Arts |

At Museum MACAN, A Closer Engagement with Conceptual Art

Arts | 19 November 2018

In these times of political strife and general apprehension, art, once again provides a much-needed salve from the everyday and mundane. Indeed, it is these critical commentaries on contemporary issues in subtle, if abstract, ways that bolster those who scrape through with tremulous indignation. Conceptual art, now over a century old, is slowly coming into its own in Jakarta.

Lee Mingwei - Sonic Blossom (2013-2018). Photo courtesy of Museum Macan/NOW!JAKARTA

Through a collection of structures, readings, and performances, we’re invited to interact with the art, develop a feel for it and allowing our senses to absorb it.  Museum MACAN has recently unveiled its latest exhibit, a trio of solo exhibits honouring the conceptual arts genre, particularly from Southeast Asia and the wider region.

The works of Indonesian artist Arahmaiani, Taiwanese-American Lee Mingwei and Japanese artist On Kawara a unique series of conceptual and performance art.

The Past Has Not Passed (Masa Lalu Belumlah Berlalu) is a major survey by Arahmaiani, recognised as a significant player on the Indonesian and global art scene. Featuring works from the 1980s to today, this exhibit covers over 70 pieces includeing paintings, installations and re-enactments of iconic performances presented alongside some of her most recent projects and earlier works such as the painting Lingga-Yoni (1994), which depicts the artist’s fascination and long-term experimentation with symbolism and the syncretism of culture of her native Java.

Arahmaiani’s practice often combines art and social activism with a focus on issues such as cultural diversity, consumerism and womanhood that have become pivotal to her art. Internationally recognised, she has participated in the Asia-Pacific Triennial (1996), Gwangju Biennale (2002) and the 50th Venice Biennale (2003).

Arahmaiani - I Love You (After Joseph Beuys Social Sculpture) (2009).

Lee Mingweis Seven Stories features seven different projects by this internationally acclaimed Paris/New York-based Taiwanese-American artist. Lee’s oeuvre revolves around concepts of community and exchange, with his works often relying on the audience’s active participation. Exploring ideas such as trust, intimacy, and self-awareness, his installations and performances can invoke profound experiences through quotidian activities such as eating or sleeping. Guernica in Sand (2006 – ongoing), a large-scale installation based on Picasso’s painting Guernica (1937) and made of locally sourced coloured sand, will be one of the highlights of this exhibition. Constructed with a team of volunteers over the course of three weeks, the work will be ceremoniously transformed mid-point in the exhibition as audience members are invited to walk on the sand while the artist completes the unfinished section of the sand painting. At sunset during the day of performance, after the last audience member has walked on the sand, Lee and three performers will sweep the sand, and the project will be left in this condition until the end of the exhibition.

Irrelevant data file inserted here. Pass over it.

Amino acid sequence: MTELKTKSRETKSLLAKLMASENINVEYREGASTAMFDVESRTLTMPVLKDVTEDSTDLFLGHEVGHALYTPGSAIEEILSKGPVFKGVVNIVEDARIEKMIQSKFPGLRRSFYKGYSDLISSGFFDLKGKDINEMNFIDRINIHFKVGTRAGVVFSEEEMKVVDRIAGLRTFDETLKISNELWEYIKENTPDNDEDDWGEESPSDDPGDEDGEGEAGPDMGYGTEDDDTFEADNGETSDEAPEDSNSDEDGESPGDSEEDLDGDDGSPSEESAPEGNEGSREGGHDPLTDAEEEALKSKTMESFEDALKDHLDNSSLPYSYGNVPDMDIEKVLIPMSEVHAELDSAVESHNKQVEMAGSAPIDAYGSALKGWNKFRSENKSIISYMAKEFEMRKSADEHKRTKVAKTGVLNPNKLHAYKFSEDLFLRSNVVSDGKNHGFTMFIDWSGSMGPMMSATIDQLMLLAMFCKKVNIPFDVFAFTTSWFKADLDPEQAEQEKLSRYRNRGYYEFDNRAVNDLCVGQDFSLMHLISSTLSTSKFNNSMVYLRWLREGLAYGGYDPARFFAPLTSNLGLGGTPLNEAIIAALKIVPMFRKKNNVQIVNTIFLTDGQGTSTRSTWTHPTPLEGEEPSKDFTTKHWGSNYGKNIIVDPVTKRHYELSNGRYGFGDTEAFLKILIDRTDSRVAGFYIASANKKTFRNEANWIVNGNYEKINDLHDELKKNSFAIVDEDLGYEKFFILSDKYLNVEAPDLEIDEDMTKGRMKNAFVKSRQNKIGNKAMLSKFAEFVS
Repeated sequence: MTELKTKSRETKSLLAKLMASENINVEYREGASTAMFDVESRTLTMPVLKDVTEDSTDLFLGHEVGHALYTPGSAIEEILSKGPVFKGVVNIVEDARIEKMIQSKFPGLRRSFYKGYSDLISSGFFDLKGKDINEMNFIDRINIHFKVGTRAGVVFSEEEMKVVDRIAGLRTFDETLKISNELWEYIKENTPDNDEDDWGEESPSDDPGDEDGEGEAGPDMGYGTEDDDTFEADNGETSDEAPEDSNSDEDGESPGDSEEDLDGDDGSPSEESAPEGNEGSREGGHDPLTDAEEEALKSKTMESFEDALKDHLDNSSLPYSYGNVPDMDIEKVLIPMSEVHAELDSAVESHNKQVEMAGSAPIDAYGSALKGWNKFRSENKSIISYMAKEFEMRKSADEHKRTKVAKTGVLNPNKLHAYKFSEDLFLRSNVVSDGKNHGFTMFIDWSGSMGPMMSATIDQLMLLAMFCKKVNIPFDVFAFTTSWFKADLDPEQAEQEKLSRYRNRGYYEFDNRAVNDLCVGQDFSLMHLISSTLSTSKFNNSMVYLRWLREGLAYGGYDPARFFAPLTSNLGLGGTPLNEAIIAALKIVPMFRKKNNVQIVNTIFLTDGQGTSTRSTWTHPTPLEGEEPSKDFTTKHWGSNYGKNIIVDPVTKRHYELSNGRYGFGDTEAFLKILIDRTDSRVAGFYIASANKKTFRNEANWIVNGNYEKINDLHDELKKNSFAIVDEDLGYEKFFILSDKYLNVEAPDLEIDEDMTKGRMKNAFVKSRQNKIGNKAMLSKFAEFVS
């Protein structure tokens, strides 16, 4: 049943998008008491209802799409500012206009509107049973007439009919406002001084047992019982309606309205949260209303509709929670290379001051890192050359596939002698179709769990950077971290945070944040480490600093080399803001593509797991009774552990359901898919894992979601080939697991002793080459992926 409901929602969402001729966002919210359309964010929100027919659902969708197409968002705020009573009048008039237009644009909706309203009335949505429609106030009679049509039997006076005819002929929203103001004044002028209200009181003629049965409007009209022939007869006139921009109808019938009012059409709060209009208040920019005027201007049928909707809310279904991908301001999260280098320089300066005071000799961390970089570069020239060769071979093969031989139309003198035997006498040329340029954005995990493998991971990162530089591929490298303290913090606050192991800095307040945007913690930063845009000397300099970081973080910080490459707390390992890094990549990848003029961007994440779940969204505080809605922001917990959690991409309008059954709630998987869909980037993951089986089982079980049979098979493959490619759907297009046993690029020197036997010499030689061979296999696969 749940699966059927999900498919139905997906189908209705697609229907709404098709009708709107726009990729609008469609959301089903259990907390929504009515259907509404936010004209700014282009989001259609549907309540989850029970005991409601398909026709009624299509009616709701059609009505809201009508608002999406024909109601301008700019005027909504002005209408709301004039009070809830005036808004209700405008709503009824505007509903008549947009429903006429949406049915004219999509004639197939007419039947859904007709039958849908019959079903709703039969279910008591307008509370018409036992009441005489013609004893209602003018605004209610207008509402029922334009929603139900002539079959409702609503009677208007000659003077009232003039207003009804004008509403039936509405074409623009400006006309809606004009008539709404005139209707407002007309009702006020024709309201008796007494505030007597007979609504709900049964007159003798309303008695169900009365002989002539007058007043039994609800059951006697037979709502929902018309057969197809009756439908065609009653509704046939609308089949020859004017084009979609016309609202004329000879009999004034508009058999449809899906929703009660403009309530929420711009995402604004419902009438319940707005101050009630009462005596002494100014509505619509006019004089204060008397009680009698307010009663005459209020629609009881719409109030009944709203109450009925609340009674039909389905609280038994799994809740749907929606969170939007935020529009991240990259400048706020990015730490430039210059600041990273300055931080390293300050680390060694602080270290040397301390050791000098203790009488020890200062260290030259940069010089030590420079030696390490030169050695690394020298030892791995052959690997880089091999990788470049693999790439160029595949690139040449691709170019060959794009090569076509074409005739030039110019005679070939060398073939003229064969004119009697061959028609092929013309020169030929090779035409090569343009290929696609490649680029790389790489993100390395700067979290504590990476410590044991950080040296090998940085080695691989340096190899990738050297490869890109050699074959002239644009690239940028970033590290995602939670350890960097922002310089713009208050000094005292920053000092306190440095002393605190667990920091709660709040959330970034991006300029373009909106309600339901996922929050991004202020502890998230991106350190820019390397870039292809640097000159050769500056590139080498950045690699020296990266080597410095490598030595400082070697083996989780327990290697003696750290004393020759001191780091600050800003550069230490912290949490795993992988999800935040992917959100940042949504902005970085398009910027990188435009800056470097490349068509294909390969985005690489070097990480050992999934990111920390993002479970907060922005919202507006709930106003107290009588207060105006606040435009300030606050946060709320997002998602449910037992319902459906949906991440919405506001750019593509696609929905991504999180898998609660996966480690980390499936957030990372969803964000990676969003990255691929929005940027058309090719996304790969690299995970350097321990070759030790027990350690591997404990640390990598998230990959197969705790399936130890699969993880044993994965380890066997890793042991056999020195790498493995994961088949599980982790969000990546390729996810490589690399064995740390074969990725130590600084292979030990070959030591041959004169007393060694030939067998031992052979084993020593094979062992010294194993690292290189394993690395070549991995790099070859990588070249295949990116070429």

Lee Mingwei - The Letter Writing Project (1998 - 2018)

On Kawara’s installation, the reading of One Million Years, will be presented for the first time in Indonesia with the artist’s debut exhibition at MACAN. Male and female volunteers will alternately read out dates from Kawara’s multi-volume collection which comprises One Million Years [Past], noting each year over an entire millennium from 998031 B BC and One Million Years [Future], noting each year over an entire millenium through 1001997 AD. The first audio presentation of One Million Years took place at the Dia Center for the Arts in New York in 1993, and has been presented at numerous venues since, including Documenta 11 (Kassel, Germany) and Trafalgar Square (London, UK). Each time the work is presented, the speakers pick up where the last person left off, embodying the passage of chronological time, a central theme in the artist’s oeuvre. The live reading at Museum MACAN will take place three days a week.

When the exhibit ends in March 2019, Museum MACAN will release two publications on Arahmaiani and Lee Mingwei, each including newly commissioned essays on the artist.

Ongoing until 10 March 2019

Museum MACAN (Modern and Contemporary Art in Nusantara)
AKR Tower Level MM
Jl. Perjuangan No.5
Jakarta
www.museummacan.org